- It is evident from the union budget 2023 that environmental concerns are dawning into India’s developmental thinking.
- Human progress is inextricably linked with the use of natural capital. Therefore, the decoupling of growth from natural capital or resources provided by nature is practically and axiomatically impossible, writes the author of this commentary.
- Future budgets should think of Green Budgeting and promoting Green Accounting by readily acknowledging the values of the biodiversity through their ecosystem services.
- The views in this commentary are that of the author.
The union budget 2023 has been marked by its welfare implications, impetus for consumption-driven growth through personal income tax rationalisations and creating enabling conditions for private investments by increasing the capital expenditure.
The most positive underlying message of the budget is that by underscoring the seven principles, namely, Inclusive Development, Reaching the Last Mile, Infrastructure and Investment, Unleashing the Potential, Green Growth, Youth Power, and Financial Sector, the budget has attempted to unleash forces in which the fundamental principle of Sustainable Development Goals (SDGs) are embedded, i.e., addressing the irreconcilable development trinity of equity, efficiency and sustainability.
By making green growth as an explicit pillar, an important message has been sent to the broader civil society: India is extremely serious about its green ambitions.
But what are the explicit and implicit green messages of this Budget? Do the budget proposals have more green implications than what meets the eye? What are the future implications?
Green growth and increasing capital expenditure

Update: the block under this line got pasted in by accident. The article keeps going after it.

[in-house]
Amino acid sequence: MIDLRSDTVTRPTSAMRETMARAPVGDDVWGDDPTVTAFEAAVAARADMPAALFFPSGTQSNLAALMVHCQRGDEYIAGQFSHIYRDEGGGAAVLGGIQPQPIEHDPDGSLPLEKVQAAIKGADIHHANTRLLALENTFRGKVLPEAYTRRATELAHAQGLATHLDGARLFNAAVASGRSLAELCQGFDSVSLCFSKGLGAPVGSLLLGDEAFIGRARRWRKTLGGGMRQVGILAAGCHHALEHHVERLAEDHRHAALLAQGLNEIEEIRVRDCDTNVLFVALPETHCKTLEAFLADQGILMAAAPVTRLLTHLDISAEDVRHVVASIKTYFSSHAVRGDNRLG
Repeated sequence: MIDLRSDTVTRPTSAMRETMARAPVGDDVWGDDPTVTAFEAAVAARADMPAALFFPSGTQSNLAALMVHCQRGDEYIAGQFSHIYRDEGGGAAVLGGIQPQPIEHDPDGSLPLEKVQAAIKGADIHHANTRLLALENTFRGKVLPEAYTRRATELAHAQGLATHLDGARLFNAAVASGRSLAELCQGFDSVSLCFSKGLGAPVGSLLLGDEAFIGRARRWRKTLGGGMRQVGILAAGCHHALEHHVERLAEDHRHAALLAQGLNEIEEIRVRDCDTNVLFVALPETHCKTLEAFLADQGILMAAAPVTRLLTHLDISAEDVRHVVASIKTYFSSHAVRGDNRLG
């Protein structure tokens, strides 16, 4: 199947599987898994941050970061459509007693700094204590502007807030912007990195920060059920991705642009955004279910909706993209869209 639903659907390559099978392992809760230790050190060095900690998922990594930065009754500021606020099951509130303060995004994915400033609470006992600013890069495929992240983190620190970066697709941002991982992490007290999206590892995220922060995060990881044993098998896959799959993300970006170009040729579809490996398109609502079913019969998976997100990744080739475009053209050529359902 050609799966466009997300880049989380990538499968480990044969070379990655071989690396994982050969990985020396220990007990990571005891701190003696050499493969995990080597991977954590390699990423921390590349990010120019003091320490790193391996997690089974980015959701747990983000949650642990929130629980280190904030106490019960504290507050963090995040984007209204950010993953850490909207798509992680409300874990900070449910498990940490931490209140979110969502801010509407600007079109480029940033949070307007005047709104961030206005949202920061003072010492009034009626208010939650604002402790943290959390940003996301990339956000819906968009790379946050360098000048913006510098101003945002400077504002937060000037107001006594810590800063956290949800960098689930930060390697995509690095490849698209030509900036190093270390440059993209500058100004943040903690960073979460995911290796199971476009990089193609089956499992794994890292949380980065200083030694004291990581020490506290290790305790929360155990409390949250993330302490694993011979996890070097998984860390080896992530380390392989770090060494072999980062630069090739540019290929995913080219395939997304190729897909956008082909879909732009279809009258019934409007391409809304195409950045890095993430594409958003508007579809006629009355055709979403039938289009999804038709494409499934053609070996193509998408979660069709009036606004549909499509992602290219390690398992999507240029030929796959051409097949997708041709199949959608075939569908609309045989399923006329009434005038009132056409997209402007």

For the first time, the term “green growth” has found such emphatic mention in a budget. While prima facie, this looks to be a major cause of cheer for the “green warriors” and the environmentally conscious from among the civil society, one often tends to overlook the flip side of it.
Globally, the notion of “green growth” is often envisaged as a position that can reconcile between the needs of development and conservation goals. In the process, it is largely contingent upon the decoupling of the use of natural resources and economic growth. An undeniable fact of the present civilisation is that human progress is inextricably linked with the use of one of the most fundamental forms of capital: natural capital. Therefore, the very decoupling of growth from natural capital or resources provided by nature is practically and axiomatically impossible. This is exhibited in a 2016 paper by Ward et al where the authors, on the basis of an analytical macro-model, infer the following, “… growth in GDP ultimately cannot plausibly be decoupled from growth in material and energy use, demonstrating categorically that GDP growth cannot be sustained indefinitely. It is therefore misleading to develop growth-oriented policy around the expectation that decoupling is possible. …The mounting costs of “uneconomic growth” suggest that the pursuit of decoupling–if it were possible–in order to sustain GDP growth would be a misguided effort”.